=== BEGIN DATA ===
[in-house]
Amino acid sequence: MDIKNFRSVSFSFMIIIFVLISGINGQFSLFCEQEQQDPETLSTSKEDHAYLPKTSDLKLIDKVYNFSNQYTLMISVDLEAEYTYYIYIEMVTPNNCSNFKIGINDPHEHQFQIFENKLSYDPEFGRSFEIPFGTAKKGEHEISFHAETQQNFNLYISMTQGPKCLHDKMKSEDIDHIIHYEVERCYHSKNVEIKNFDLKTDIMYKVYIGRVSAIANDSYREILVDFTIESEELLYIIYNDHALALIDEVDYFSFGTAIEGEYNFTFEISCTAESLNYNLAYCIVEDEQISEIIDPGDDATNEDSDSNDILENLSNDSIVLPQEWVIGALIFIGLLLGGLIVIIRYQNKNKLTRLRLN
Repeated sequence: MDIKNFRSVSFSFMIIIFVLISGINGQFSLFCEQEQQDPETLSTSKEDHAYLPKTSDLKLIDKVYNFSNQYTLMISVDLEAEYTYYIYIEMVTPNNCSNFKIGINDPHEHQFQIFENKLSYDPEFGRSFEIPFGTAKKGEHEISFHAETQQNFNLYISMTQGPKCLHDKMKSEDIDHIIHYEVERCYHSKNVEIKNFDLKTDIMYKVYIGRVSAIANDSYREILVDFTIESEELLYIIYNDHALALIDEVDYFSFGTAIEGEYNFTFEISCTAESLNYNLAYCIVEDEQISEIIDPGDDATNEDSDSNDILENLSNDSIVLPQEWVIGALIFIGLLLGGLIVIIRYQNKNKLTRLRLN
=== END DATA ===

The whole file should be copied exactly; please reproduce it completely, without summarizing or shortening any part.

[in-house]
Amino acid sequence: MDIKNFRSVSFSFMIIIFVLISGINGQFSLFCEQEQQDPETLSTSKEDHAYLPKTSDLKLIDKVYNFSNQYTLMISVDLEAEYTYYIYIEMVTPNNCSNFKIGINDPHEHQFQIFENKLSYDPEFGRSFEIPFGTAKKGEHEISFHAETQQNFNLYISMTQGPKCLHDKMKSEDIDHIIHYEVERCYHSKNVEIKNFDLKTDIMYKVYIGRVSAIANDSYREILVDFTIESEELLYIIYNDHALALIDEVDYFSFGTAIEGEYNFTFEISCTAESLNYNLAYCIVEDEQISEIIDPGDDATNEDSDSNDILENLSNDSIVLPQEWVIGALIFIGLLLGGLIVIIRYQNKNKLTRLRLN
Repeated sequence: MDIKNFRSVSFSFMIIIFVLISGINGQFSLFCEQEQQDPETLSTSKEDHAYLPKTSDLKLIDKVYNFSNQYTLMISVDLEAEYTYYIYIEMVTPNNCSNFKIGINDPHEHQFQIFENKLSYDPEFGRSFEIPFGTAKKGEHEISFHAETQQNFNLYISMTQGPKCLHDKMKSEDIDHIIHYEVERCYHSKNVEIKNFDLKTDIMYKVYIGRVSAIANDSYREILVDFTIESEELLYIIYNDHALALIDEVDYFSFGTAIEGEYNFTFEISCTAESLNYNLAYCIVEDEQISEIIDPGDDATNEDSDSNDILENLSNDSIVLPQEWVIGALIFIGLLLGGLIVIIRYQNKNKLTRLRLN